A step into the Lower East Side Tenement Museum in Manhattan is a step back in time.
Housed at 97 Orchard Street, one of the first tenement buildings in New York City, the museum is the only one of its kind in the United States. It showcases the ordinary lives of four immigrant families who lived in the building at various times. And the next family to “move into the tenement,” so to speak, will be an Irish immigrant family who lived there in the 19th century.
The museum celebrated its 12th anniversary honoring the Irish immigrant experience and the launch of the museum’s Irish Family Apartment at its annual benefit on June 7 last year. Plans are to open the apartment when the relevant documentation, such as a birth or death certificate, proving that that particular family lived in the tenement, is located, said Steve Long, the museum’s curator. The goal is to have the Irish family “in situ” by 2002.
Though New York was the most Irish city in America in the 1860s and `70s, with almost one quarter of the city’s residents Irish-born, the lives of Irish immigrants are not depicted in any permanent exhibit in a National Historic Site.
The Lower East Side Tenement Museum, which is a private, not for profit, organization, recently received a $15,000 grant from the New York State Council on the Arts. The grant will be used to research the genealogy of eleven Irish families that lived in the tenement at different times. Four main prospects have emerged: Jeremiah Sullivan, Thomas Driene, Charles Dineen and Thomas Feeley. The first three were tracked through Civil War draft records, while the fourth was found through Emigrant Savings Bank documents.
The family that illuminates a historical issue with contemporary ramifications will be the one chosen for the apartment. “A lot of this is detective work for us. We don’t know what we’ll find,” said Long, of the slow, time-consuming process. Research in genealogy, as well as looking into the kinds of things that an Irish immigrant family could have afforded and would likely have put in their home, will start in the spring. And the context of their lives, such as the types of jobs they held, will also be examined. “I should have a much better sense about the family in the summer,” Long adds.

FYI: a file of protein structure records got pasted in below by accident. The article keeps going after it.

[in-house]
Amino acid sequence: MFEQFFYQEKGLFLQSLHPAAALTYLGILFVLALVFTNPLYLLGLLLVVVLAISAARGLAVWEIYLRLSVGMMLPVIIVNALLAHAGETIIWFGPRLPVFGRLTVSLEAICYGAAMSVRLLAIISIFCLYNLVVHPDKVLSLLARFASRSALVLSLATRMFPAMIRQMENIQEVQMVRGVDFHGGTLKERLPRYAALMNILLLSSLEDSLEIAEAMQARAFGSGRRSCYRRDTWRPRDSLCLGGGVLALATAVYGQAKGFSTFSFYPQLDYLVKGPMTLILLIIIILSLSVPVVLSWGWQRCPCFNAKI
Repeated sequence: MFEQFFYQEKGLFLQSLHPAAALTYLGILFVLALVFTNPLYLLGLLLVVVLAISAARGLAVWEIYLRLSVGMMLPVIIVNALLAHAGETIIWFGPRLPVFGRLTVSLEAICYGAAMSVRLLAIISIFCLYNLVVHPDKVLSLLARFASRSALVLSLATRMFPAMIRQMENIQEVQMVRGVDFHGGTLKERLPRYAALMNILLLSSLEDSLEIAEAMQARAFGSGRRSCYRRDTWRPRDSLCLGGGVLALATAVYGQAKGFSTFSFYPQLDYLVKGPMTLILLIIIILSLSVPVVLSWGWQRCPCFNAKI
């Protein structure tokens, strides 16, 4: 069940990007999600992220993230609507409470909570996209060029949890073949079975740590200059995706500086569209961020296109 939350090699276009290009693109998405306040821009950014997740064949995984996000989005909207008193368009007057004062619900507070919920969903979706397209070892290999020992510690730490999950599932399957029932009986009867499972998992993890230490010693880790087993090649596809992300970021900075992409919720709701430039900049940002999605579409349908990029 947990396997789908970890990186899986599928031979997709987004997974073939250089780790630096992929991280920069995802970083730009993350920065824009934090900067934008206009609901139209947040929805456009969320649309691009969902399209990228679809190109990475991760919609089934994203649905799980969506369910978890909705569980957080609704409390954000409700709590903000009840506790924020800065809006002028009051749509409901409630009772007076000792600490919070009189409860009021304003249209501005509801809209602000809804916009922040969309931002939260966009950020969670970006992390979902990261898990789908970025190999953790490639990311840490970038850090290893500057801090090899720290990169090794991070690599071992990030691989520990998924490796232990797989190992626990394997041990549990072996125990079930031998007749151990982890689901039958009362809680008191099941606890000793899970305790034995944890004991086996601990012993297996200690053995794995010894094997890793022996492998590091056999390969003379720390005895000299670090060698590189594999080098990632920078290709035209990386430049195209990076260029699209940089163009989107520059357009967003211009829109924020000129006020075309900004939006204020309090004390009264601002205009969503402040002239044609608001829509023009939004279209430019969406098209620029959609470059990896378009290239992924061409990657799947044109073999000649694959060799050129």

The museum currently features four restored apartments. With the help of guides (many of whom are immigrants), visitors can learn about the lives of the Gumpertzes, a German-Jewish family who lived in the tenement in the 1870’s, the Rogarshevskys, an Eastern European Orthodox Jewish family who lived there in 1918, and the Baldizzis, an Italian Catholic family who lived there during the Depression.
The fourth apartment houses the Confino Program, an interactive, living history event showcasing the life of Victoria Confino, a Sephardic Jewish teenager from Turkey who lived at 97 Orchard Street in 1916.
Between 1863 and 1935, the tenement housed approximately 7,000 people from more than 20 nations in its five story, 20 apartment structure. In 1935, most of the building was boarded-up because the landlord wouldn’t pay for legally required fireproofing of hallways.
After most of the tenants were evicted, the building remained untouched, in a kind of time capsule, for half a century. It was purchased in 1988 for $750,000 to promote “tolerance and historical perspective through the presentation and interpretation of the variety of immigrant and migrant experiences on Manhattan’s Lower East Side, a gateway to America,” according to the museum’s mission statement.
“I hoped to bring longer rooted Americans home to meet their forebears before they were `acceptable,’ before they spoke English, and knew the customs of the country,” said co-founder and museum President Ruth Abram as her reason for establishing the museum.
“My hope has always been (that) by tapping into the reverence Americans have for the pioneers in their own families, that they might extend that appreciation to immigrant families in that same situation today,” she continued. The museum also plans to open an apartment that will interpret an 1893 sweatshop, and to eventually restore two apartments on each floor, bringing a total of eight wonderful slices of history. ♦